Title

Comparing Patient Safety in Rural Hospitals by Bed Count

Document Type

Article

Publication Date

1-1-2005

Keywords

Cutler, Population Health and Health Policy

Abstract

Objectives: Patient safety is an important national issue. To date, there has been little attention paid to patient safety in rural hospitals, which make up nearly half of all U.S. hospitals. Information is needed to target interventions for improving patient safety. Our objective was to determine how patient safety rates, offered services, and patient mix vary by bed count among rural hospitals.

Methods: Using the 2000 Healthcare Cost and Utilization Project (HCUP) National Inpatient Sample (NIS), we calculated mean observed and risk-adjusted rates for 19 rural hospital patient safety indicators (PSIs), according to bed count. Rates were risk-adjusted for patient sex, age-gender interactions, comorbidities, and diagnosis-related group (DRG) clusters. We classified HCUP hospitals by actual bed counts—obtained from the AHA Annual Hospital Survey—rather than using the preclassified hospital bed size variable in the HCUP dataset (which differs by region). We examined by bed count the offered services and patient types treated by rural hospitals. T-tests and chi-square tests were used to determine statistically significant differences in continuous and categorical variables, respectively. Of the 446 rural hospitals in the NIS database, 144 facilities—primarily in the South—lacked AHA identifiers and therefore actual bed numbers could not be obtained. We studied the remaining 302 rural hospitals. Hospitals were classified into three size categories: small (fewer than 50 beds), medium (50–99 beds), and large (100 or more beds).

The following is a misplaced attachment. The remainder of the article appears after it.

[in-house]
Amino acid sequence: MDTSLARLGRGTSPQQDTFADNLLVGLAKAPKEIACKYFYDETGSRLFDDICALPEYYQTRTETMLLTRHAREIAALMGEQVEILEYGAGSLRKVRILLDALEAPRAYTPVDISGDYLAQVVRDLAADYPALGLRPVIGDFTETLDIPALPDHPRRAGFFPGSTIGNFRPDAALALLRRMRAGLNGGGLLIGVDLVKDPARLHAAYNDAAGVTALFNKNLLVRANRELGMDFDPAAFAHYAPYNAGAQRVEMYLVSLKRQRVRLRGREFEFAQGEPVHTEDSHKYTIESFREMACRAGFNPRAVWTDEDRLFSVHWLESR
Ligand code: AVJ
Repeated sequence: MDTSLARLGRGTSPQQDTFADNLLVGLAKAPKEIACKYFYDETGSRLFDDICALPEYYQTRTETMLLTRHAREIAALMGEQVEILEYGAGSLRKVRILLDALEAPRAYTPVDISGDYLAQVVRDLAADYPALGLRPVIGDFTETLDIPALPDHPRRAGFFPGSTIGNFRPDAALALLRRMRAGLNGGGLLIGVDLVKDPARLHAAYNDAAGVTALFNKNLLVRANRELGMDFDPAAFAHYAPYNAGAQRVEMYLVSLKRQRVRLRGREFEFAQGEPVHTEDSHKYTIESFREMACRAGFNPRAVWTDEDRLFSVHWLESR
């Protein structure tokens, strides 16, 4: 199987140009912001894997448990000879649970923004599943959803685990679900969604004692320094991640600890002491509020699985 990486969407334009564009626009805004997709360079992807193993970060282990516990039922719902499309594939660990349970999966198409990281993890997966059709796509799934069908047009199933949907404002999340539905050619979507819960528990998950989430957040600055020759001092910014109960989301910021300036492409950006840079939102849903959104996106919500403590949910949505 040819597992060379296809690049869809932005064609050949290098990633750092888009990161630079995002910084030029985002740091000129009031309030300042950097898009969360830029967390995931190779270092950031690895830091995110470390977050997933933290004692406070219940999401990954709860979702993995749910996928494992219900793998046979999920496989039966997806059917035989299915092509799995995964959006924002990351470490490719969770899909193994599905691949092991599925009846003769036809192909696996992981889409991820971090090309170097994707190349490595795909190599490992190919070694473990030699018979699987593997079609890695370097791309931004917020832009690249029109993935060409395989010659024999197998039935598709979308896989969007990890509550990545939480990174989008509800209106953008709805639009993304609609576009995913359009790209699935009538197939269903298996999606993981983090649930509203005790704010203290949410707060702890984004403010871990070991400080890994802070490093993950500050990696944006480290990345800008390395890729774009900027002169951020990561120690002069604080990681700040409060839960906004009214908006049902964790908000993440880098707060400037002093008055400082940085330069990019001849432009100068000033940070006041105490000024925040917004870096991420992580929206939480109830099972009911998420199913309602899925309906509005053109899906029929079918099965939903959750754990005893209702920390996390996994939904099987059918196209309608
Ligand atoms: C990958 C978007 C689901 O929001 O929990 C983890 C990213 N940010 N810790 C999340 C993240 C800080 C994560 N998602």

Results: Small rural hospitals had rates of potential patient safety events that were significantly lower than those of large rural hospitals for three of the 19 PSIs (iatrogenic pneumothorax, infection due to medical care, and postoperative hemorrhage/hematoma). The types of services offered by rural hospitals varied significantly according to bed numbers, and the likelihood of an offered service increased as bed counts increased. The types of patients treated by rural hospitals, however, did not vary significantly by bed count. The results suggested that rural hospitals differ substantially by offered services and differ somewhat in PSI rates, relative to bed counts. But given the limited information on patient severity using administrative data, future research should look to develop more effective ways to account for patient severity when measuring patient safety rates among hospitals with varying bed counts.

Conclusions: The size of rural hospitals and their bed counts may be important factors to consider when measuring patient safety, developing standards of care recommendations, and in the implementation and testing of patient safety interventions.

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